Steps towards Somatic Awareness
You could try these exercises in groups of two at first, building up to doing all of them in sequence. Try doing them once a week for a period of two months. Whichever exercises you do, give yourself some time afterwards before interacting with other people. Take a couple of minutes to be with your experience. Put some words to it for yourself: are there any different feelings that you notice about yourself now? Then open your eyes and look around the room for a minute, just noticing how it is to be there now, and if anything looks any different. It’s important to have this time after the exercises for you to integrate your altered body-affect state before going back to relating to people.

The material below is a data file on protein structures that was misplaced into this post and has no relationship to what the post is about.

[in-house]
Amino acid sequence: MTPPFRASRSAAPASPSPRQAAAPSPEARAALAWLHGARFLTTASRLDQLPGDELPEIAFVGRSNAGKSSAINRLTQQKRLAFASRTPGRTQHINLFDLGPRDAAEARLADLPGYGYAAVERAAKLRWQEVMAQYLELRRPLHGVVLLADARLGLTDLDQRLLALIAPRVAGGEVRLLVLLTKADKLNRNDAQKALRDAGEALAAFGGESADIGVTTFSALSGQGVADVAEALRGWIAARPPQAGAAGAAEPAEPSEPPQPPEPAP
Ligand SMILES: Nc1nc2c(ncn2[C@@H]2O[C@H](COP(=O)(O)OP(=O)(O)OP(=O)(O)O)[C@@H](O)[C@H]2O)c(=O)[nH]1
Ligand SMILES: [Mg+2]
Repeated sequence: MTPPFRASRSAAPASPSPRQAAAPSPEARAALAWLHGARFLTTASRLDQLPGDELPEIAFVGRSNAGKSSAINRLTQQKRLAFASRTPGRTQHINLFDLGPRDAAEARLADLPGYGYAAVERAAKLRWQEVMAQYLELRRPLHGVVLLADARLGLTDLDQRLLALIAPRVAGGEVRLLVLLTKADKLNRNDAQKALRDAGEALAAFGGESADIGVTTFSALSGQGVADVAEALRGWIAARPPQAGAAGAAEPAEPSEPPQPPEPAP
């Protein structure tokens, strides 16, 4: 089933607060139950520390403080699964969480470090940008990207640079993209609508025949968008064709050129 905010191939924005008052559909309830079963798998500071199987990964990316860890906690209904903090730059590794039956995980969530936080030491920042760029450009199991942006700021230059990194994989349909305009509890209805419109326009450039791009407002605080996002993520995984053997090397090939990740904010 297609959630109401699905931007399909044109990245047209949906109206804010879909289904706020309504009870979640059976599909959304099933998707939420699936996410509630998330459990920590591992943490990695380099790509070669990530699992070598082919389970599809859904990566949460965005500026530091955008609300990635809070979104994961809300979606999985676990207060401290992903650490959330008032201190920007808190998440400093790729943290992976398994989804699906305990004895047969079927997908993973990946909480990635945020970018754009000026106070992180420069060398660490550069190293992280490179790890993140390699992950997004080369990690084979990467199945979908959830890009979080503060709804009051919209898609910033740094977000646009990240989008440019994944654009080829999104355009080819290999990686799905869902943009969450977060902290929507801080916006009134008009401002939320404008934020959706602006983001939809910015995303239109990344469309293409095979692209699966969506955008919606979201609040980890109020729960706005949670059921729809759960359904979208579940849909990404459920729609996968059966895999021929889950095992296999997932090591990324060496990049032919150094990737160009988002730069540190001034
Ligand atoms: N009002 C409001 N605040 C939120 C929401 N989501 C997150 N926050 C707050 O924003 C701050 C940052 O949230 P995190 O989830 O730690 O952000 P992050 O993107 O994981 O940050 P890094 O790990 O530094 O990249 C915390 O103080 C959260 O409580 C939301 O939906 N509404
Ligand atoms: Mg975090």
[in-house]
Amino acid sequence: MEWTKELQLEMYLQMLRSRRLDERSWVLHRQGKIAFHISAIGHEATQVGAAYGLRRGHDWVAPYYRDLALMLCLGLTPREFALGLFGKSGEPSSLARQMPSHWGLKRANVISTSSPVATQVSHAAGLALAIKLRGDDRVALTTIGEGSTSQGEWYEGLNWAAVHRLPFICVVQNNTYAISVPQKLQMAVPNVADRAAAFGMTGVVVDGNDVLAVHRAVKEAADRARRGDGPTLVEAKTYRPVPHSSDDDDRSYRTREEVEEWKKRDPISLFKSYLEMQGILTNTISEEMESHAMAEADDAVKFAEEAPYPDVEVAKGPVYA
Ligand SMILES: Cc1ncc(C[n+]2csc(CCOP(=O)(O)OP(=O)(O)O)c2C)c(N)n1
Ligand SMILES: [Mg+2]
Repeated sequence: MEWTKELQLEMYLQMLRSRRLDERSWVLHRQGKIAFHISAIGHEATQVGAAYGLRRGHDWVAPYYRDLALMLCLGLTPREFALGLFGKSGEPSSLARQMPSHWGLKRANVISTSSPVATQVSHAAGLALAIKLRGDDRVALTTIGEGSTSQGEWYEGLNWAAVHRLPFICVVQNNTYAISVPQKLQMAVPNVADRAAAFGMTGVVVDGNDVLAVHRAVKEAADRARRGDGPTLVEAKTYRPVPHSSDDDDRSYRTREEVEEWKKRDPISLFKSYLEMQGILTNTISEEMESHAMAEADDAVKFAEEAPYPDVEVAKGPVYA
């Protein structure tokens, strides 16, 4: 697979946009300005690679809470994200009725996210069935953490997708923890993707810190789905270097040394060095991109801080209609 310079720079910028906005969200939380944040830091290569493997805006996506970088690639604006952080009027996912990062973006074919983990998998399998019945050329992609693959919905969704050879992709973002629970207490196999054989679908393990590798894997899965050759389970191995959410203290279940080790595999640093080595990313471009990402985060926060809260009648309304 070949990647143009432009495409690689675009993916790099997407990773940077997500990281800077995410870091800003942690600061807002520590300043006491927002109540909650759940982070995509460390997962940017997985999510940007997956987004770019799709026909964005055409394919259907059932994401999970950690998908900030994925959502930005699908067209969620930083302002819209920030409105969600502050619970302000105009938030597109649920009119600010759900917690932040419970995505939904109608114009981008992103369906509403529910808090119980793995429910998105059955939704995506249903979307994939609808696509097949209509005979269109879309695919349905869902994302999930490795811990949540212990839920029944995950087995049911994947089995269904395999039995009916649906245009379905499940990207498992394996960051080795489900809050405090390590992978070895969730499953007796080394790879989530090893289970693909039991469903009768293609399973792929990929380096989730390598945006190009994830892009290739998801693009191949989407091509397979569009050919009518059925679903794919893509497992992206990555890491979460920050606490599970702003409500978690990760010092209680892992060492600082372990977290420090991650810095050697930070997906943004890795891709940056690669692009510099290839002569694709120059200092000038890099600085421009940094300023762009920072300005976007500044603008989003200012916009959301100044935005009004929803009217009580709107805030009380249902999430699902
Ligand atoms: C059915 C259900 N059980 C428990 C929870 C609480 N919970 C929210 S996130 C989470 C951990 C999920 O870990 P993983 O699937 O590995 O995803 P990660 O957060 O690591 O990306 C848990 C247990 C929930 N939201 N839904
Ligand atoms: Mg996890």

Begin by standing up, and taking a moment to notice how you feel, how your breathing is, and where your attention and energy are. Notice anything that’s there, and if you can’t notice anything, that’s fine too.
Set 1: Grounding
Heel Drops. Begin by standing, and letting your eyes defocus, so you’re not really looking at anything. Now, raise slowly up onto your toes, and then let yourself drop back down to your heels. Keep doing this at a slow rhythm, imagining that your entire weight drops down all at once through your heels. Let it make a loud thud! Bring your attention to the effect it has on your hips and lower back; maybe it feels as though the jolt loosens them. Try to let them relax. Do this for one minute.
Shaking. After a short pause, set yourself back in your standing position, and use your knees to create a gentle bouncing in your legs. Let your knees slightly bend, and then push backwards again into being straight, creating a soft shaking in your legs. Imagine this shaking can gently rock through your whole body, through your hips, up to your shoulders, and even your neck. Try to relax around your jaw, and your lower back and tail bone, as if the base of your spine is really heavy. Do this for one minute.